A new freedom is created with regard to this habitual foundation of life, which only appears to be capable of providing support, although this is obviously not to deny its normal meaning. This new freedom, the awareness of the new “substance” which we have been given, is revealed not only in martyrdom, in which people resist the overbearing power of ideology and its political organs and, by their death, renew the world. Above all, it is seen in the great acts of renunciation, from the monks of ancient times to Saint Francis of Assisi and those of our contemporaries who enter modern religious Institutes and movements and leave everything for love of Christ, so as to bring to men and women the faith and love of Christ, and to help those who are suffering in body and spirit.
In their case, the new “substance” has proved to be a genuine “substance”; from the hope of these people who have been touched by Christ, hope has arisen for others who were living in darkness and without hope. In their case, it has been demonstrated that this new life truly possesses and is “substance” that calls forth life for others. For us who contemplate these figures, their way of acting and living is de facto a “proof” that the things to come, the promise of Christ, are not only a reality that we await, but a real presence: he is truly the “philosopher” and the “shepherd” who shows us what life is and where it is to be found.
Spe Salvi 8
Reflection – Today’s post follows upon yesterday’s reflection on Hebrews 10:34 – the persecuted Christians who were willing to lose their ‘substance’ (property) because they had hope of another ‘substance’ (eternal life). Earlier in the encyclical the Pope had introduced the ancient image of Christ as philosopher and shepherd, guiding us on the path of wisdom that leads to life.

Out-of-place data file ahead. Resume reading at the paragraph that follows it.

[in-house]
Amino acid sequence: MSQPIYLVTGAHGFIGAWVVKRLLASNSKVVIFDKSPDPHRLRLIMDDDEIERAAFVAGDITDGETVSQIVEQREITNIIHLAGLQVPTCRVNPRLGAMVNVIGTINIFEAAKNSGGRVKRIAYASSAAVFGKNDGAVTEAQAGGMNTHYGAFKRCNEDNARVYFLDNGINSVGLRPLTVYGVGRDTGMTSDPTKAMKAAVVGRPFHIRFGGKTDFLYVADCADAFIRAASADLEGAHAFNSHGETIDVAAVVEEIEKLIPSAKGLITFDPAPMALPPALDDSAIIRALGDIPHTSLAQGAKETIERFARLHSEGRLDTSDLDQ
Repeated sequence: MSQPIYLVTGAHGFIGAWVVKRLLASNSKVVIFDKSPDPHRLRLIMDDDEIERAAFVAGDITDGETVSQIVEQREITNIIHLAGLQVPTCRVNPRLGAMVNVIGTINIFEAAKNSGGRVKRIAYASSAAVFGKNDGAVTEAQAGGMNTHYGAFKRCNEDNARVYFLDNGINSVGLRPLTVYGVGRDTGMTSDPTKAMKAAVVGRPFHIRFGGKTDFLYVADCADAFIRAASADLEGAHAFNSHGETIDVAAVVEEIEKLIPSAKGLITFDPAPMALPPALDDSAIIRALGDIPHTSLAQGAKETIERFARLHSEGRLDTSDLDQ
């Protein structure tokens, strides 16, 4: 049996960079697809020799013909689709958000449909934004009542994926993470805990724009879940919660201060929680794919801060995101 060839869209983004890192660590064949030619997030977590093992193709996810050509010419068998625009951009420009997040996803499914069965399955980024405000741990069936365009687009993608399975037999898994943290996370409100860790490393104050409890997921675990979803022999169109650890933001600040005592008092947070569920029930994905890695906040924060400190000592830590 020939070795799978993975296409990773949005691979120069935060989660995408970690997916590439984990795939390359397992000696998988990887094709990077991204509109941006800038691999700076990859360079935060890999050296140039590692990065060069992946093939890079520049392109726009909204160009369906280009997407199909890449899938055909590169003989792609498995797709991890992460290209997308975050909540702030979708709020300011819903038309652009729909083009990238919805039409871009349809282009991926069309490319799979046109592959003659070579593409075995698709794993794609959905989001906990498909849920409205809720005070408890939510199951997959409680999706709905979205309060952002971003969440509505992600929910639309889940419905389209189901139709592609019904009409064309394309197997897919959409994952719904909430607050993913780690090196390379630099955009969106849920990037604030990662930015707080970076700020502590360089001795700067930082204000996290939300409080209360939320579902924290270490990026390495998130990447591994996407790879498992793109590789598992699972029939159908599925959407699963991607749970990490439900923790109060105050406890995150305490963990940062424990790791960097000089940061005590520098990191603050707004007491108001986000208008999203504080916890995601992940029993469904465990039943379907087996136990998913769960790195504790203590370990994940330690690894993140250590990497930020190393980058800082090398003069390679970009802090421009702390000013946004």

So we see in this part of the encyclical the value of consecrated life, of the promises or vows of poverty, chastity, and obedience being lived out by individuals and communities. Those of us called to this vocation make visible to the whole Church the simple reality that this world is not the only one there is, that the goods of this world are not the most important goods human beings are to pursue.
We are not to scramble after money and hoard it like a dog with a bone; we are not to look to human relationships and intimacy as if they will provide us with the love and communion our deepest hearts desire; we are not to stake all our value on self-determination and self-will. The practices of poverty, chastity, and obedience being lived by those of us called to that form of life are meant to have an application in the life of each baptized person. It will be very different for married people, for single people, for young people still searching for their life vocation, but all are called to hold worldly goods in low esteem, to turn to God and God alone for the love they crave, and to seek his will in all things.
Of course, if there is no God and no hope beyond this world, all of this is silly nonsense, and harmful nonsense at that, since it deprives us of the only happiness there is—a surfeit of worldly delights—for an illusory joy. That the worldly happiness on offer is fleeting at best and eludes a large percentage of humanity most of the time—well, that’s just too bad. Life sucks and then you die.
So for me, and for any of us who have been beckoned by Christ onto this beautiful road of consecrated life, there is a powerful imperative to bear witness to the goodness, the joy that these renunciations bring. And so I do that, here and now. What God has given me in Christ is so much beyond the trivialities I have given up for him (money, marriage, career!) that I have no words for it. I give him finite temporal goods; He gives me His infinite self. And joy. And peace. And hope. And love.
If anyone happens to be reading this who is troubled by a vague sense of call to some consecrated form of life—religious life, priesthood, maybe even